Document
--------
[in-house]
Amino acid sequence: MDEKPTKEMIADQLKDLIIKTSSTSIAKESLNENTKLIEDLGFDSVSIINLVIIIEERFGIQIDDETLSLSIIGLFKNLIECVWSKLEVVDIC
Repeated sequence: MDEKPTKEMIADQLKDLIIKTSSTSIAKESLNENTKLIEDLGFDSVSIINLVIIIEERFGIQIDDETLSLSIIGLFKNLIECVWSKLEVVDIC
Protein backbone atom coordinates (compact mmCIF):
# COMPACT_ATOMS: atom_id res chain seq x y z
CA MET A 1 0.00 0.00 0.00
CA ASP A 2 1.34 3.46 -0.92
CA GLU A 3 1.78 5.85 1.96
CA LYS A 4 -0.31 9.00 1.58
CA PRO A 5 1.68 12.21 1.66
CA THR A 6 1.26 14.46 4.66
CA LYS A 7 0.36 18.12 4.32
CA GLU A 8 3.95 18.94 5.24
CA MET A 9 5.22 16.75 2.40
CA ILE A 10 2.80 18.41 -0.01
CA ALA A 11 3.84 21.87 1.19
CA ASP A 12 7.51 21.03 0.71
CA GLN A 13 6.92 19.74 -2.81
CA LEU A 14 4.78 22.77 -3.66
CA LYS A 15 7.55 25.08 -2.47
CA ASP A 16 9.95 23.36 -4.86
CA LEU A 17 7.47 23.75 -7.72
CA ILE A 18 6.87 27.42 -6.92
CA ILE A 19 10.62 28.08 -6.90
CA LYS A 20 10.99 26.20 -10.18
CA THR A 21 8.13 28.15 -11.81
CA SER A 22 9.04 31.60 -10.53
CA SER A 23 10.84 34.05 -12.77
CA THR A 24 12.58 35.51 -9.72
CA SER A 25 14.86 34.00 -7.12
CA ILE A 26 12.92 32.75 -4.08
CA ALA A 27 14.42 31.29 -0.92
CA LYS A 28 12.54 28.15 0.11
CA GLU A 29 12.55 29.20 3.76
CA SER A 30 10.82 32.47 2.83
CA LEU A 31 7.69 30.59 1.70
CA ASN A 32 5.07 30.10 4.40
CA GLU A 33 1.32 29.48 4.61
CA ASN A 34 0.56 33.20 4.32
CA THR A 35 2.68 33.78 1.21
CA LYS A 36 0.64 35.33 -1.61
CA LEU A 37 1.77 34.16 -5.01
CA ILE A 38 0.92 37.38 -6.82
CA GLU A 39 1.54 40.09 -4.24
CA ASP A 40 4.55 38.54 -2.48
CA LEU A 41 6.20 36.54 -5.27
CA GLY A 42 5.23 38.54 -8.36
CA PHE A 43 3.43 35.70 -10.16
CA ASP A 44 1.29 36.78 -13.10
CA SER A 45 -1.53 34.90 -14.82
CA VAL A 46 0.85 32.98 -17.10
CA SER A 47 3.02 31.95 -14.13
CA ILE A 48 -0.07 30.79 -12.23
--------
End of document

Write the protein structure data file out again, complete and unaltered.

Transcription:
[in-house]
Amino acid sequence: MDEKPTKEMIADQLKDLIIKTSSTSIAKESLNENTKLIEDLGFDSVSIINLVIIIEERFGIQIDDETLSLSIIGLFKNLIECVWSKLEVVDIC
Repeated sequence: MDEKPTKEMIADQLKDLIIKTSSTSIAKESLNENTKLIEDLGFDSVSIINLVIIIEERFGIQIDDETLSLSIIGLFKNLIECVWSKLEVVDIC
Protein backbone atom coordinates (compact mmCIF):
# COMPACT_ATOMS: atom_id res chain seq x y z
CA MET A 1 0.00 0.00 0.00
CA ASP A 2 1.34 3.46 -0.92
CA GLU A 3 1.78 5.85 1.96
CA LYS A 4 -0.31 9.00 1.58
CA PRO A 5 1.68 12.21 1.66
CA THR A 6 1.26 14.46 4.66
CA LYS A 7 0.36 18.12 4.32
CA GLU A 8 3.95 18.94 5.24
CA MET A 9 5.22 16.75 2.40
CA ILE A 10 2.80 18.41 -0.01
CA ALA A 11 3.84 21.87 1.19
CA ASP A 12 7.51 21.03 0.71
CA GLN A 13 6.92 19.74 -2.81
CA LEU A 14 4.78 22.77 -3.66
CA LYS A 15 7.55 25.08 -2.47
CA ASP A 16 9.95 23.36 -4.86
CA LEU A 17 7.47 23.75 -7.72
CA ILE A 18 6.87 27.42 -6.92
CA ILE A 19 10.62 28.08 -6.90
CA LYS A 20 10.99 26.20 -10.18
CA THR A 21 8.13 28.15 -11.81
CA SER A 22 9.04 31.60 -10.53
CA SER A 23 10.84 34.05 -12.77
CA THR A 24 12.58 35.51 -9.72
CA SER A 25 14.86 34.00 -7.12
CA ILE A 26 12.92 32.75 -4.08
CA ALA A 27 14.42 31.29 -0.92
CA LYS A 28 12.54 28.15 0.11
CA GLU A 29 12.55 29.20 3.76
CA SER A 30 10.82 32.47 2.83
CA LEU A 31 7.69 30.59 1.70
CA ASN A 32 5.07 30.10 4.40
CA GLU A 33 1.32 29.48 4.61
CA ASN A 34 0.56 33.20 4.32
CA THR A 35 2.68 33.78 1.21
CA LYS A 36 0.64 35.33 -1.61
CA LEU A 37 1.77 34.16 -5.01
CA ILE A 38 0.92 37.38 -6.82
CA GLU A 39 1.54 40.09 -4.24
CA ASP A 40 4.55 38.54 -2.48
CA LEU A 41 6.20 36.54 -5.27
CA GLY A 42 5.23 38.54 -8.36
CA PHE A 43 3.43 35.70 -10.16
CA ASP A 44 1.29 36.78 -13.10
CA SER A 45 -1.53 34.90 -14.82
CA VAL A 46 0.85 32.98 -17.10
CA SER A 47 3.02 31.95 -14.13
CA ILE A 48 -0.07 30.79 -12.23